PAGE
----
5 Thoughts on the Growing iOS/Android vs. Sony/Nintendo Game Spending Gap

iOS and Android Game Spending Now 4X Sony and Nintendo

iOS and Android Game Spending Now 4X Sony and Nintendo

In the latest IDC/AppAnnie report, sales from iOS and Android games now eclipse Sony and Nintendo games by a 4:1 margin. Since 2009, we have seen a meteoric rise in the revenues and market share of games for iOS and Android devices and a decline in sales for dedicated handheld gaming consoles. What does this mean for the future of gaming-on-the-go?

Here are five thoughts on what this means:

  • Not an Anomaly: I have seen some dismiss this as a passing phase like netbooks, but that misses a larger trend. Since the launch of the initial iPhone people have been moving to taking care of more and more of their business on their smartphones. This is true for email, web browsing, social media … and gaming. If anything, the success of the Nintendo DS reflected a unique period where people sought mobile gaming but there was nothing satisfactory on phones.
  • Sales Volume Difference is Higher: Think about this – the average price of an iOS/Android game is < $1, and for a Sony/Nintendo game is ~$30. That means that for every Nintendo DS/3DS or Sony PSP/Vita game sold there are 120 iOS/Android games sold!
  • Not scaled with hardware volume, nor should it be: Another explanation is that because there are >1.5 BILLION iOS/Android smartphones and ~200 million DS/PSP/3DS/Vita systems in the world, there should be more 7.5x higher revenues on smartphones. But that ignores the fact that EVERYONE buys a handheld gaming system for games, whereas there are loads of smartphone owners with no interest in games. In spite of this, game sales are ~120x higher on smartphones.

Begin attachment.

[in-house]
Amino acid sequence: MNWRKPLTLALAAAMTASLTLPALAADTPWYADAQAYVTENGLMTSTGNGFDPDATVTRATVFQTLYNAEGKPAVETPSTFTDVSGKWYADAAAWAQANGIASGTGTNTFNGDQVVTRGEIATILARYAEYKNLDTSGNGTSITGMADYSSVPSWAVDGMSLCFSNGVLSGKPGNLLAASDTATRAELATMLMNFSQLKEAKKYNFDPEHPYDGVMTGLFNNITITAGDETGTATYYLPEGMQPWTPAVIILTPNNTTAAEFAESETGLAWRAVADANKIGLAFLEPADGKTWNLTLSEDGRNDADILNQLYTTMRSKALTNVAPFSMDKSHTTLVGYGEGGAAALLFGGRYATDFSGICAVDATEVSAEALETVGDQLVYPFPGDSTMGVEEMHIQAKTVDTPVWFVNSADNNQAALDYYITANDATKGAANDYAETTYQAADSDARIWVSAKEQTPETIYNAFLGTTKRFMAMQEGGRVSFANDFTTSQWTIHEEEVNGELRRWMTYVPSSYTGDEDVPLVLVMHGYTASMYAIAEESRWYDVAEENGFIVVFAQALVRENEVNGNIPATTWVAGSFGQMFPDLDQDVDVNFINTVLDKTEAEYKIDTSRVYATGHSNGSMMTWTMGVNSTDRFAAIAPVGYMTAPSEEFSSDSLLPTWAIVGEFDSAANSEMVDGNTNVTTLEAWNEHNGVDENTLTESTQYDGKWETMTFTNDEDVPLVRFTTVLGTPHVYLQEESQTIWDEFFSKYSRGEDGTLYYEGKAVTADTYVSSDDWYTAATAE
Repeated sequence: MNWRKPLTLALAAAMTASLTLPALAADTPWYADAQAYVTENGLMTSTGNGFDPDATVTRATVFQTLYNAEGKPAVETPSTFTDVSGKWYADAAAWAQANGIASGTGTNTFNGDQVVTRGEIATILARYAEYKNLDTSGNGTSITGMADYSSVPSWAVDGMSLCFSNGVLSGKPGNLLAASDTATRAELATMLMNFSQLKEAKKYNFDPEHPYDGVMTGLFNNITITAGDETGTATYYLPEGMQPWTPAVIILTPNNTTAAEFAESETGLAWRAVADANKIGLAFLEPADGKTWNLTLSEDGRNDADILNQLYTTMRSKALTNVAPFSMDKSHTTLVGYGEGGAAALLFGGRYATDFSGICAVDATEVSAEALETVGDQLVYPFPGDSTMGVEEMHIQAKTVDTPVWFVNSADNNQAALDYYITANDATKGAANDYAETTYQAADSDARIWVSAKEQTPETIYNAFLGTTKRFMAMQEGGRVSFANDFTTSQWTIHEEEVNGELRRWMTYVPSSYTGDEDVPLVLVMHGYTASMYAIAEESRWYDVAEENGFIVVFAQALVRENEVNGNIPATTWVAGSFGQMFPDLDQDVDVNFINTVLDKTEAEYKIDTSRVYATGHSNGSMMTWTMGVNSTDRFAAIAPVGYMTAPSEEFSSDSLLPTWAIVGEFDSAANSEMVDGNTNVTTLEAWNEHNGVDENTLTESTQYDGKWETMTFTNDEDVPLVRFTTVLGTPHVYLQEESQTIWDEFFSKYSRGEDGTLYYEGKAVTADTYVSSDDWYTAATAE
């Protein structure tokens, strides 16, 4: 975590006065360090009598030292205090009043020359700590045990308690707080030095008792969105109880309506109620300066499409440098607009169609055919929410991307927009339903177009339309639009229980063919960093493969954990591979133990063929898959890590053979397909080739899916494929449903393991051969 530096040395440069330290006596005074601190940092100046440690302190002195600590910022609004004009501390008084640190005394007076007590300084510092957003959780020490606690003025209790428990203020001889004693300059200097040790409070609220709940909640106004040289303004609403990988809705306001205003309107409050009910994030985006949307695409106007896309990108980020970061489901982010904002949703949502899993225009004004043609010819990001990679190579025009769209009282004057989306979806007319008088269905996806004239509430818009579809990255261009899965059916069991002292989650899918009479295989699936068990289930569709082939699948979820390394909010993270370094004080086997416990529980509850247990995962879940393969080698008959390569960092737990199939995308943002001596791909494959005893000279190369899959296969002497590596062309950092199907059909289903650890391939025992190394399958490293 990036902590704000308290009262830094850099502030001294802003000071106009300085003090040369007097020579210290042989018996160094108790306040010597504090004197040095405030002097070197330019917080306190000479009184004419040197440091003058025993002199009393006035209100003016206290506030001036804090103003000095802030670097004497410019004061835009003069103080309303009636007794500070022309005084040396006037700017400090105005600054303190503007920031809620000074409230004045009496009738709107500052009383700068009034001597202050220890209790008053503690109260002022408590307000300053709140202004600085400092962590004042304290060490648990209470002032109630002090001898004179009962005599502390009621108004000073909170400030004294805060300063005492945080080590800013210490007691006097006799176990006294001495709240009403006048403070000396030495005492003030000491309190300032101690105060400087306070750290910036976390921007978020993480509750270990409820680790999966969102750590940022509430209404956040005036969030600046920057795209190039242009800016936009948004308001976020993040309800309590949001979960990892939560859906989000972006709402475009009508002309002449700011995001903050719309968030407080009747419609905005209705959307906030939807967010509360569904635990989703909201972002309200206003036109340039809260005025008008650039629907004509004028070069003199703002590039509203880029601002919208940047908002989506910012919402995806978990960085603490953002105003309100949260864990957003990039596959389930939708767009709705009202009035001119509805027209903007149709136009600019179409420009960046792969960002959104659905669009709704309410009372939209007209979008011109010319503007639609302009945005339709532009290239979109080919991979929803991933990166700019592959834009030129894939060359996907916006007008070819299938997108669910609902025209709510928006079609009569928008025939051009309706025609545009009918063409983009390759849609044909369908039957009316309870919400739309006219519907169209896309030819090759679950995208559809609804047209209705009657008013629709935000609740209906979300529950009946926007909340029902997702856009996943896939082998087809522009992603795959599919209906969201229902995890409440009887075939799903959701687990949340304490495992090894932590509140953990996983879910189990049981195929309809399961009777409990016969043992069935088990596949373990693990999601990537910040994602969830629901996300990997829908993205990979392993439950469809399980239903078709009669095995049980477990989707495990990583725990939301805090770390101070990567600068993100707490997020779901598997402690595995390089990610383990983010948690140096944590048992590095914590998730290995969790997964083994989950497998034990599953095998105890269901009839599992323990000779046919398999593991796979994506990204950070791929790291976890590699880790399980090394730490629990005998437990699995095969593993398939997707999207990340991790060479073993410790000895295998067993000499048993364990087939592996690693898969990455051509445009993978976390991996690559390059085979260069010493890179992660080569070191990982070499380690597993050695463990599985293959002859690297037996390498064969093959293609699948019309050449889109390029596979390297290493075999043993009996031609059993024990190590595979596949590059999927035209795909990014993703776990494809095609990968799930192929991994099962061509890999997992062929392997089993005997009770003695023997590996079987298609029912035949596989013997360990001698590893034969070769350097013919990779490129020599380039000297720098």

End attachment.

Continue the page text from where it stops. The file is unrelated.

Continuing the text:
• The Rise of Freemium: Several years ago I gladly paid $20 for games like Puzzle Quest and Plants vs. Zombies when they came out. Now it is hard to find a game you can just BUY – pretty much everything is free to play with in-app purchases. And for most games, freemium is earning more for companies than normal ‘pay-to-play’ games. In fact, 82% of the ‘top earning’ apps on the iTunes App Store are ‘free’, with another 13 costing something up front with in-app purchases as well – meaning only 5 of the top 100 are paid apps. My point? To what extent are we seeing the impact of massive smartphone volumes compared to freemium games with huge revenues?
  • ‘Try and Toss’: If you pay $30 for a game compared to $1, which one would you feel more invested in extracting value from? Exactly – most smartphone owners have at least a few $0.99 games they have never actually played. Maybe it was bought on a great sale, or because you heard about it, or for whatever other reason it just hasn’t been touched. While many games on DS/PSP are never finished, most end up with a greater degree of engagement.

Smartphones and dedicated handheld gaming consoles both offer the potential for gaming-on-the-go; but ultimately it is like comparing smartphones and point-and-shoot cameras. Certainly you can get better pictures from most $200 cameras than from the $12 sensor on your smartphone, and likewise the Playstation Vita or Nintendo 3DS offer more versatile gaming experiences than a smartphone. But similar to your camera – most people use their phone because it is ‘good enough’ and always with them.

Similarly, when you are waiting in an office or wherever, it is easy to pull out your smartphone and read a book or a play a game to pass the time. And the games just keep getting better – we have fun originals, classic ports and amazing variants that will allow you to pass away the hours.

So while there will continue to be an audience for dedicated handhelds for gaming, for most people their smartphone is good enough, and rapidly advancing technology allows for graphics and gameplay to improve at an astounding pace!

Categories: Editorials, Gaming

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